Data centre operators, electric vehicle chargepoint firms, and education providers are among the sectors that could fall into the scope of expanded NIS regulations, according to the British government, which plans to table secondary legislation to reform the 2018 European rules for critical national infrastructure (CNI) security.
It plans to introduce new “delegated power” that would allow the government to update and amend the NIS Regulations without requiring an Act of Parliament — allowing it to expand the NIS’s scope.
An immediate priority is bringing managed service providers (MSPs), with HMG saying that “there is no minimum security baseline for managed service providers, unlike other key industries in the UK market.”
It is proposing a new “two-tier supervisory regime for digital service providers in scope of NIS” and consulting on new cost recovery measures for the increased regulatory workload, to potentially include a flat rate fee on everyone subject to the expanded NIS Regulations, a paper published by the government on November 30 revealed.
The proposed reforms will also include stricter incident reporting requirements. How this will work remains nebulous at this point. HMG said: “Competent authorities and the government understand that effective incident management and monitoring systems receive thousands, if not hundreds of thousands of alerts every day, and have no wish to burden themselves or operators with a requirement to report all of these incidents. A triage system will need to be put in place to identify only the more serious and threatening incidents.”
UK NIS Regulations reform: More expansive regime coming soon
The revised NIS Regulations for MSPs will be bifurcated, the government said.
“This will involve a proactive (ex-ante) supervisory regime for the most critical digital services and a reactive (ex-post) supervisory regime for the remaining digital services regulated under NIS” the government said.
Supervision will be conducted by the Information Commissioner’s Officer (ICO).
The Department for Digital, Culture, Media & Sport (DCMS) said on November 30: “DCMS is aware that this measure will require the ICO to regulate substantially more firms than it currently does.
“This will increase the costs faced by the regulator as there will be an increase in the cost of overseeing a larger number of entities, responding to their enquiries and dealing with more incidents. Further funding from the government will absorb the initial cost of this new responsibility for the ICO, until a new funding scheme, created through the cost recovery measures…” The latter approach has yet to be clarified.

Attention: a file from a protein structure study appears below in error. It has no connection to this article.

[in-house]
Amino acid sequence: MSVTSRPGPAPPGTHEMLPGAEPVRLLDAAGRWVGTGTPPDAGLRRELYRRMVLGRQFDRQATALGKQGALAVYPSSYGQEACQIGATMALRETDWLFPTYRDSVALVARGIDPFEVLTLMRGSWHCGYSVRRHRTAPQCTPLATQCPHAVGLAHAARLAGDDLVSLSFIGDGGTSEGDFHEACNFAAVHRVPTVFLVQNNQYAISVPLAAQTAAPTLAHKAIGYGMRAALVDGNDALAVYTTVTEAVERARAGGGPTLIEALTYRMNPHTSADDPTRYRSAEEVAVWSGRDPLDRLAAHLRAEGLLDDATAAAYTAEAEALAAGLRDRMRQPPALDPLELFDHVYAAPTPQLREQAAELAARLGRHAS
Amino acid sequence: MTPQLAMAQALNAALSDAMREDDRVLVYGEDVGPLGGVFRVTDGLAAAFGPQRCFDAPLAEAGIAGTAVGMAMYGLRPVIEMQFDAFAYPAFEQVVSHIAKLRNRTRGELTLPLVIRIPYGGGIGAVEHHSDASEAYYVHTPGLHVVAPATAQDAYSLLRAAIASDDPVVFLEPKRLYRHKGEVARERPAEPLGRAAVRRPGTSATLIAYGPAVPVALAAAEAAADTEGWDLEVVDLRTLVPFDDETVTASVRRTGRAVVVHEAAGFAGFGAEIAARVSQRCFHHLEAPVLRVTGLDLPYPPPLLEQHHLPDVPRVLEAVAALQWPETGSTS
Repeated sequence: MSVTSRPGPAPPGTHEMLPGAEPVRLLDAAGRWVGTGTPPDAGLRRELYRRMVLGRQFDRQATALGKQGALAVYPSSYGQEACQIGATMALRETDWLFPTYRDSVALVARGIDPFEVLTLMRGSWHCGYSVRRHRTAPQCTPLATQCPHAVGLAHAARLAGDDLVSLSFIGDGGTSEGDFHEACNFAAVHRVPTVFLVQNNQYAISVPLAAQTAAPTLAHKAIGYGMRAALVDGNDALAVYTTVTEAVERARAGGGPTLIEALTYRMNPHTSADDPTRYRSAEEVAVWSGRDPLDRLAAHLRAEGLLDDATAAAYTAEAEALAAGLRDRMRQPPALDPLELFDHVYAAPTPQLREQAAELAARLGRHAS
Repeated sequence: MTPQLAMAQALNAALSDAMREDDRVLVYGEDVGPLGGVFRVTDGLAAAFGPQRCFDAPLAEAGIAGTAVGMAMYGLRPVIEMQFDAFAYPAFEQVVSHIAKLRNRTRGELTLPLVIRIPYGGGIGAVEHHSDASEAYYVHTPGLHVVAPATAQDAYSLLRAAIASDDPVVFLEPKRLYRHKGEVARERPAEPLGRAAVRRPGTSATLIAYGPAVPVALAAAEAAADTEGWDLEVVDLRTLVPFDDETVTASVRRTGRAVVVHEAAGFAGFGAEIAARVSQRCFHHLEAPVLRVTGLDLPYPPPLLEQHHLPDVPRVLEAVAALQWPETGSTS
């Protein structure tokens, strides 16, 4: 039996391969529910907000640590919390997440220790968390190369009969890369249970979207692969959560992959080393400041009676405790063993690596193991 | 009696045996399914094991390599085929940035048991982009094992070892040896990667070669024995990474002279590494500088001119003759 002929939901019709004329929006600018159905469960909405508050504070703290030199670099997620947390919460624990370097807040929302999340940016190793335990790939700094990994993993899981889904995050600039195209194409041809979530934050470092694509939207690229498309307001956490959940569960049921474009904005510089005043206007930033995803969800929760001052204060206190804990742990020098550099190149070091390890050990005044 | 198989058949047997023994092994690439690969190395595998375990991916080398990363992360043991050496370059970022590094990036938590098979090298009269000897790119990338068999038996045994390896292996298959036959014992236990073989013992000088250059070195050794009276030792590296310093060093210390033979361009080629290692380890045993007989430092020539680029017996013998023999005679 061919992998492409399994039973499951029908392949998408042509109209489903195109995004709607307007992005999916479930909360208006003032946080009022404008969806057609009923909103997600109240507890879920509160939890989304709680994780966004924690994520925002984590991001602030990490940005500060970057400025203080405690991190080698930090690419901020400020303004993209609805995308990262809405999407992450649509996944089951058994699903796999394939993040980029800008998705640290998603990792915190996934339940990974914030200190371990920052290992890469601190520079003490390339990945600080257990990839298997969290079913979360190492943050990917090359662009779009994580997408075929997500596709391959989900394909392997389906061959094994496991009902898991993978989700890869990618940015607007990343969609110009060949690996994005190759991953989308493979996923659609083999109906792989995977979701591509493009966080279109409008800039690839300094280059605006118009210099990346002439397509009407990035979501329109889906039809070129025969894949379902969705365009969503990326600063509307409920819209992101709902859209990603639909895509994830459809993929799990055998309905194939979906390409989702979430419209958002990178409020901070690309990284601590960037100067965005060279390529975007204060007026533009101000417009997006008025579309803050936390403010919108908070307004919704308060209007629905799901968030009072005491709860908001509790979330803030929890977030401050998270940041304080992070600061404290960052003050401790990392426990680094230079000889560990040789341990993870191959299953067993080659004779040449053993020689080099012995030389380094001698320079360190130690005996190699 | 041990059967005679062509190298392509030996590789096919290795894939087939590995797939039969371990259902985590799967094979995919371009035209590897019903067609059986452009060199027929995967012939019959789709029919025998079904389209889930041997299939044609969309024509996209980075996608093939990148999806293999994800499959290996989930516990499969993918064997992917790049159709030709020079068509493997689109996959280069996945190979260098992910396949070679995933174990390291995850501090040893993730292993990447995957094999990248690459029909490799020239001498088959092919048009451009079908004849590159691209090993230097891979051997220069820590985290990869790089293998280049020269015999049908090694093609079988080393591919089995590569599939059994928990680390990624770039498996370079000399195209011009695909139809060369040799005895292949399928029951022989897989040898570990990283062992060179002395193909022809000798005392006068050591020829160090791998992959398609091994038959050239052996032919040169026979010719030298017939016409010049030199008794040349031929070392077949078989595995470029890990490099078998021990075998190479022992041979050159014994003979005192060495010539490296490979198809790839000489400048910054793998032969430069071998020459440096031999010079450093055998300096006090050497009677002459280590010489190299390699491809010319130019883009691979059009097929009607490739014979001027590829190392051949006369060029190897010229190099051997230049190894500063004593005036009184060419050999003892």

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One option is for the government to “recover costs incurred from issuing enforcement notices, penalty notices (to name a few) through issuing invoices to regulated entities after a regulatory action has taken place”.
Another option under consultation is “a flat rate fee for all regulated entities, with entity specific costs (i.e. audits, investigations etc.) charged on an historic, as occurred, basis” a DCMS proposal revealed.
An earlier consultation had seen respondents bewail alack of expertise and lack of investment that could give their organisations greater insight into supply chain risk — including into their MSPs’ security.
HMG earlier noted pointedly that “is the responsibility of senior management and boards to prioritise and drive investment in this area” adding that it will also “seek to harness influential market agents to drive supply chain cyber security risk management up the agenda, ensuring they have access to appropriate guidance and information about the costs and impact of cyber incidents to strengthen the internal case for investment.”
“The updates to the NIS regulations will be made as soon as parliamentary time allows and will apply to critical service providers, like energy companies and the NHS, as well as important digital services like providers of cloud computing and online search engines” DCMS said. The secondary regulation that gives the government power to expand the NIS could be used to cover “electric vehicles, waste water, data centres, organisations providing aggregation services in the energy sector, energy management and demand response services (e.g. electric chargepoint operators), heat pumps, batteries, manufacturing (particularly the manufacturing of electronic hardware and software, and chemicals, and any products that could be considered essential, such as pharmaceuticals and medical devices used within healthcare), construction, and education” it added.
MSP customers need to demand more of their providers when it comes to security, a joint advisory from the cybersecurity agencies of Australia, Canada, New Zealand, the UK and the US urged in May.
They urged MSP customers to contractually mandate the use of MFA, as well as to ensure that contracts with MSPs include backup services that meet customer resilience and disaster recovery requirements.